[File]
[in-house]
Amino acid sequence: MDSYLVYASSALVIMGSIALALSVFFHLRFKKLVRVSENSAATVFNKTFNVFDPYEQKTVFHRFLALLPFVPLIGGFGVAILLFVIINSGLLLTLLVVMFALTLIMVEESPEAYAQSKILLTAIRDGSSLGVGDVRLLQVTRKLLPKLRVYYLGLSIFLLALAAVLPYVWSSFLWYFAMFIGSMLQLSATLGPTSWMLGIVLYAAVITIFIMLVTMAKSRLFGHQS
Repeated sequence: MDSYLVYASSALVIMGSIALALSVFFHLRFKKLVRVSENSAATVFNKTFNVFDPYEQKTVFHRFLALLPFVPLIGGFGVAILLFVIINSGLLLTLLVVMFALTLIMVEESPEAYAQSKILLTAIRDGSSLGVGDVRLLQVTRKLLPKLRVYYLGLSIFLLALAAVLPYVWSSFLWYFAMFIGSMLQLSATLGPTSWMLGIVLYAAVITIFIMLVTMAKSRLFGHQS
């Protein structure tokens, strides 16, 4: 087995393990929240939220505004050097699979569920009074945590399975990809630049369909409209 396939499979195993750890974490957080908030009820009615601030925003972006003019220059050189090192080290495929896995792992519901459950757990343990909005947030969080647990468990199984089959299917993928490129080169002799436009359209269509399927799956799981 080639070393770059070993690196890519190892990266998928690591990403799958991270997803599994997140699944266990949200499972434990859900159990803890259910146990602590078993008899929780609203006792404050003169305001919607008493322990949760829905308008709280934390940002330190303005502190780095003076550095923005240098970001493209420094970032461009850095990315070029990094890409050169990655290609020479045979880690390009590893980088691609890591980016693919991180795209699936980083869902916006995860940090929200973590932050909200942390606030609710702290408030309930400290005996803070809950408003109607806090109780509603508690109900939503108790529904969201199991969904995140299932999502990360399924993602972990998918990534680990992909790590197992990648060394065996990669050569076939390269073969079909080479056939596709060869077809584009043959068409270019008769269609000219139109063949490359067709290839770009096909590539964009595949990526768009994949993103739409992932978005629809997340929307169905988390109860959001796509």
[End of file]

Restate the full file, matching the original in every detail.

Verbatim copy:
[in-house]
Amino acid sequence: MDSYLVYASSALVIMGSIALALSVFFHLRFKKLVRVSENSAATVFNKTFNVFDPYEQKTVFHRFLALLPFVPLIGGFGVAILLFVIINSGLLLTLLVVMFALTLIMVEESPEAYAQSKILLTAIRDGSSLGVGDVRLLQVTRKLLPKLRVYYLGLSIFLLALAAVLPYVWSSFLWYFAMFIGSMLQLSATLGPTSWMLGIVLYAAVITIFIMLVTMAKSRLFGHQS
Repeated sequence: MDSYLVYASSALVIMGSIALALSVFFHLRFKKLVRVSENSAATVFNKTFNVFDPYEQKTVFHRFLALLPFVPLIGGFGVAILLFVIINSGLLLTLLVVMFALTLIMVEESPEAYAQSKILLTAIRDGSSLGVGDVRLLQVTRKLLPKLRVYYLGLSIFLLALAAVLPYVWSSFLWYFAMFIGSMLQLSATLGPTSWMLGIVLYAAVITIFIMLVTMAKSRLFGHQS
């Protein structure tokens, strides 16, 4: 087995393990929240939220505004050097699979569920009074945590399975990809630049369909409209 396939499979195993750890974490957080908030009820009615601030925003972006003019220059050189090192080290495929896995792992519901459950757990343990909005947030969080647990468990199984089959299917993928490129080169002799436009359209269509399927799956799981 080639070393770059070993690196890519190892990266998928690591990403799958991270997803599994997140699944266990949200499972434990859900159990803890259910146990602590078993008899929780609203006792404050003169305001919607008493322990949760829905308008709280934390940002330190303005502190780095003076550095923005240098970001493209420094970032461009850095990315070029990094890409050169990655290609020479045979880690390009590893980088691609890591980016693919991180795209699936980083869902916006995860940090929200973590932050909200942390606030609710702290408030309930400290005996803070809950408003109607806090109780509603508690109900939503108790529904969201199991969904995140299932999502990360399924993602972990998918990534680990992909790590197992990648060394065996990669050569076939390269073969079909080479056939596709060869077809584009043959068409270019008769269609000219139109063949490359067709290839770009096909590539964009595949990526768009994949993103739409992932978005629809997340929307169905988390109860959001796509």